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Sometimes Less Is More . . . at Least When It comes to Radiation Therapy for Breast Cancer

October 2019 | Written by Gosia Sylwestrzak, MA

Early-stage breast cancer patients often need radiation therapy as part of their treatment. Evidence on how long the radiation treatment should last has been evolving. For some patients, short-course radiation given over three to five weeks is a cost-effective option with clinical outcomes that are comparable to extended radiation. In fact, the American Society of Radiation Oncology also lists the frequency of breast radiotherapy as one of the top ten radiology measures patients and their doctors should question as part of the Choosing Wisely campaign.

Previous research conducted by HealthCore and the University of Pennsylvania, published in the Journal of the American Medical Association, showed that oncologists were slow to respond to new evidence and guideline changes that occurred in 2011. In 2013, only one in three women with early stage breast cancer who were eligible for a shorter course of breast radiation therapy, or hypofractionated treatment, actually received it. Most women received the longer duration of radiation despite evidence that using three to four weeks of treatment is as effective as six to seven weeks in women meeting specific criteria.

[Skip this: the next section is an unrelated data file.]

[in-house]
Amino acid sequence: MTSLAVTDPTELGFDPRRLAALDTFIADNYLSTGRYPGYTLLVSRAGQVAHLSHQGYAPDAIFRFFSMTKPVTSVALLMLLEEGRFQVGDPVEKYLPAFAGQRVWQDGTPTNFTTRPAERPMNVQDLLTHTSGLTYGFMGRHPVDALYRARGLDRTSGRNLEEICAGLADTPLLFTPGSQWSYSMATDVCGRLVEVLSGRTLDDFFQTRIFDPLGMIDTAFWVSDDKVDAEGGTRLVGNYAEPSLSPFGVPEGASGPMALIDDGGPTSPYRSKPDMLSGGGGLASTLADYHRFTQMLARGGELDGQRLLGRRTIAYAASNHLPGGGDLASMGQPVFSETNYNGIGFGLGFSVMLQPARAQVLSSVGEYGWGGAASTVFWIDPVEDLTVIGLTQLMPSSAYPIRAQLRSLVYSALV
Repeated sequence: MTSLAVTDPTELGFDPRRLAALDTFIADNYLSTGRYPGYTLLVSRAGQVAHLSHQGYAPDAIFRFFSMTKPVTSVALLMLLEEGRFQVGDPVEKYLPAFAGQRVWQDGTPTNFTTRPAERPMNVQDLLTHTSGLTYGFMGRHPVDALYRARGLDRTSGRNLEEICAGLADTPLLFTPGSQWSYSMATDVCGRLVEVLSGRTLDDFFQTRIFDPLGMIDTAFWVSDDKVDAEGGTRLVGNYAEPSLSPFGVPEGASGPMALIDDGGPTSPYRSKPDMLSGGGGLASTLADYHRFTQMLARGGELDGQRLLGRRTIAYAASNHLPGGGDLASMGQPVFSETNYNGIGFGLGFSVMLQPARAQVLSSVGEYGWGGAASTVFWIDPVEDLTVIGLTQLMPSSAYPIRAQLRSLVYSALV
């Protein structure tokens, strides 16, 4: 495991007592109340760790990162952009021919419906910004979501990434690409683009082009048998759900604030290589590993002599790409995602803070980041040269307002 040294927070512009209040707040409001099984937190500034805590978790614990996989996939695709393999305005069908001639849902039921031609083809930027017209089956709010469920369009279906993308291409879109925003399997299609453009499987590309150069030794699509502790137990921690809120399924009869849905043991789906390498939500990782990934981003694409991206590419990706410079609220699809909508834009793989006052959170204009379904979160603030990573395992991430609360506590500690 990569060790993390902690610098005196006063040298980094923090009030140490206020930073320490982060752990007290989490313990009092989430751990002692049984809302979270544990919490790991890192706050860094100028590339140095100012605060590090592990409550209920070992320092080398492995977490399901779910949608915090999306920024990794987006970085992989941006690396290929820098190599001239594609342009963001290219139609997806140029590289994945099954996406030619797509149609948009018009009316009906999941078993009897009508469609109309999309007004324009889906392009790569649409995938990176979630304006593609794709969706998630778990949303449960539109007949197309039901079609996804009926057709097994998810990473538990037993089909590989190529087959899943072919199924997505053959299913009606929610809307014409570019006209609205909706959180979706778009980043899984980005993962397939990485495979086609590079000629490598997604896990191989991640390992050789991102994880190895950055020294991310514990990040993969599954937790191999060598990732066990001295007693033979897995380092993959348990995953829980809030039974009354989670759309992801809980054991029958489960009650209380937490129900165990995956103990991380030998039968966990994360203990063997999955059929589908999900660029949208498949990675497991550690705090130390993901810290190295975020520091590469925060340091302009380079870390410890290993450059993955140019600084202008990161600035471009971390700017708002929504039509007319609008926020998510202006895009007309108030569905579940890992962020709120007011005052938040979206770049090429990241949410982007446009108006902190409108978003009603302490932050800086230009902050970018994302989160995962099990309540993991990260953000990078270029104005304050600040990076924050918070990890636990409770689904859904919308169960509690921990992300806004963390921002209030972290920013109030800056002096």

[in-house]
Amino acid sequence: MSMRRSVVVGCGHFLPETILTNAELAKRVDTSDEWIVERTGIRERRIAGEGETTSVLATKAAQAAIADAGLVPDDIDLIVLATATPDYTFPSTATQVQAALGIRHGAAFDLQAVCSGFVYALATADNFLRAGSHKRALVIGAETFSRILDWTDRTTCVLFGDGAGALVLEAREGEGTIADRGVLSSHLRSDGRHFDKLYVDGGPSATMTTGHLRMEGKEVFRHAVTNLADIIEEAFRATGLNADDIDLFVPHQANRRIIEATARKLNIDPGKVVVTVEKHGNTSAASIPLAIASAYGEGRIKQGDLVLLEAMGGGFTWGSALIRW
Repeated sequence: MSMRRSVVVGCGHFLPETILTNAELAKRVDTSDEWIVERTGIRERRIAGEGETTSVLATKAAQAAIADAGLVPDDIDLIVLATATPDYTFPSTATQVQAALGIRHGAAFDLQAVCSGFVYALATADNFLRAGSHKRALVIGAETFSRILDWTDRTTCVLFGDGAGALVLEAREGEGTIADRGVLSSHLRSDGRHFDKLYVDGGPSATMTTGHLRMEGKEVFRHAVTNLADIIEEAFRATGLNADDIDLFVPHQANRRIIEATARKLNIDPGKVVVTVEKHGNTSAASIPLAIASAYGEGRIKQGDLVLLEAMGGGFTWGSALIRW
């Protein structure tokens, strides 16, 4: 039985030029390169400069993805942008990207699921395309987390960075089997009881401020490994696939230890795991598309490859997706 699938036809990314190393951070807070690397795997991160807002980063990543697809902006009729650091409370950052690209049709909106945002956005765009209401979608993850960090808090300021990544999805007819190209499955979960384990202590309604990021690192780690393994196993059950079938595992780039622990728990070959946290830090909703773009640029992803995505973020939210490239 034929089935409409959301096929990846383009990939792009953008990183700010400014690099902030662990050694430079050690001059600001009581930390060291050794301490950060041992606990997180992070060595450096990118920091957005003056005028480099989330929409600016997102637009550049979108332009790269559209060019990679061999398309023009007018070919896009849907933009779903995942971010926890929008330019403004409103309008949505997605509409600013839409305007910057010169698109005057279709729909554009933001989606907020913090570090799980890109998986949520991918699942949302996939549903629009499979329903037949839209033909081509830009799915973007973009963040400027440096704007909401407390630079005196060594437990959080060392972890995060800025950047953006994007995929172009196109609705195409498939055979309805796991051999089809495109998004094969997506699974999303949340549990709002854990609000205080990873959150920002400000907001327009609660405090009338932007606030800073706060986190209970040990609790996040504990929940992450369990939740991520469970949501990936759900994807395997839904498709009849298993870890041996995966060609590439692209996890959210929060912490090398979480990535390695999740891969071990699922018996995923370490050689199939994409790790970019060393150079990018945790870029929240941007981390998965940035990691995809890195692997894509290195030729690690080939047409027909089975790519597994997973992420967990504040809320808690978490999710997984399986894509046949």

However, when we analyzed data from an insurer that adopted evidence-based clinical guidelines for the use of radiation therapy in treating consumers with breast cancer, we found that its network radiologists were faster to adopt these guidelines.

Our analysis, presented at the American Society of Clinical Oncology meeting in June of 2018, compared patients who were subject to new clinical guidelines and other patients who were not. We saw less overtreatment, which not only reduces costs to the healthcare system, but also reduces side effects by advocating for shorter regimens that have been shown to be less toxic and produce fewer side effects, such as redness, burning, itching and pain. Specifically, the data showed that use of shorter regimens increased by 29 percent in the patients who were subject to new clinical guidelines, compared to only nine percent among those patients with plans that did not choose to implement the guideline change.

While it was encouraging to see increase in guideline-recommended care across the board, our results highlight that payor policies can significantly accelerate adoption of evidence-driven care above and beyond what physicians are doing on their own.

This article was originally published in June 2018.
Gosia Sylwestrzak, MA
Director, Econometric Modeling, Translational Research

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